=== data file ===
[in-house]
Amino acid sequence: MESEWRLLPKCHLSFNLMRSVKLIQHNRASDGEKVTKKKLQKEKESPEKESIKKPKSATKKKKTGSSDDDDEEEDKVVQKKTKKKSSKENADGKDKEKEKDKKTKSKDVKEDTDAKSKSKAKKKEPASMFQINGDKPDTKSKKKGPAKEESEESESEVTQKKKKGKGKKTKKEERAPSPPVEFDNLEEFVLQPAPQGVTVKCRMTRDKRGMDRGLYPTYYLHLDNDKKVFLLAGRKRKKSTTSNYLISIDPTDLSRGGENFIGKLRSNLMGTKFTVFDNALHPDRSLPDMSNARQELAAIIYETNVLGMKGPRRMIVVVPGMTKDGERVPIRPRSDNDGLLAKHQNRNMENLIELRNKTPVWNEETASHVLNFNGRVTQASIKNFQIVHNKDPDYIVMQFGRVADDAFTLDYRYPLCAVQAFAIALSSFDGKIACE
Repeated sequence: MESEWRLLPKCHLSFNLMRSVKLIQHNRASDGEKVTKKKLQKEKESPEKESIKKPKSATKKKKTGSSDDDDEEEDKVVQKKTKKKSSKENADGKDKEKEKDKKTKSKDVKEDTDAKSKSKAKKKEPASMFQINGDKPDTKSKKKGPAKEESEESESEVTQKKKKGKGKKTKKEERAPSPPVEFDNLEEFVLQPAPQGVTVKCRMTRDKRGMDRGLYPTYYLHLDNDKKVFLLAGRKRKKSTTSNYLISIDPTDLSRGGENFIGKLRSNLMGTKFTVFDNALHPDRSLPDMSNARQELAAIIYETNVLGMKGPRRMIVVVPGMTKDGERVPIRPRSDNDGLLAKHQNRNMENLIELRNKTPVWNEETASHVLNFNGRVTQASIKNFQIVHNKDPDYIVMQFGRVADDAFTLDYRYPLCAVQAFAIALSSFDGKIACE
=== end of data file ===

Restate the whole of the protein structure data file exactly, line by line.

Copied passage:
[in-house]
Amino acid sequence: MESEWRLLPKCHLSFNLMRSVKLIQHNRASDGEKVTKKKLQKEKESPEKESIKKPKSATKKKKTGSSDDDDEEEDKVVQKKTKKKSSKENADGKDKEKEKDKKTKSKDVKEDTDAKSKSKAKKKEPASMFQINGDKPDTKSKKKGPAKEESEESESEVTQKKKKGKGKKTKKEERAPSPPVEFDNLEEFVLQPAPQGVTVKCRMTRDKRGMDRGLYPTYYLHLDNDKKVFLLAGRKRKKSTTSNYLISIDPTDLSRGGENFIGKLRSNLMGTKFTVFDNALHPDRSLPDMSNARQELAAIIYETNVLGMKGPRRMIVVVPGMTKDGERVPIRPRSDNDGLLAKHQNRNMENLIELRNKTPVWNEETASHVLNFNGRVTQASIKNFQIVHNKDPDYIVMQFGRVADDAFTLDYRYPLCAVQAFAIALSSFDGKIACE
Repeated sequence: MESEWRLLPKCHLSFNLMRSVKLIQHNRASDGEKVTKKKLQKEKESPEKESIKKPKSATKKKKTGSSDDDDEEEDKVVQKKTKKKSSKENADGKDKEKEKDKKTKSKDVKEDTDAKSKSKAKKKEPASMFQINGDKPDTKSKKKGPAKEESEESESEVTQKKKKGKGKKTKKEERAPSPPVEFDNLEEFVLQPAPQGVTVKCRMTRDKRGMDRGLYPTYYLHLDNDKKVFLLAGRKRKKSTTSNYLISIDPTDLSRGGENFIGKLRSNLMGTKFTVFDNALHPDRSLPDMSNARQELAAIIYETNVLGMKGPRRMIVVVPGMTKDGERVPIRPRSDNDGLLAKHQNRNMENLIELRNKTPVWNEETASHVLNFNGRVTQASIKNFQIVHNKDPDYIVMQFGRVADDAFTLDYRYPLCAVQAFAIALSSFDGKIACE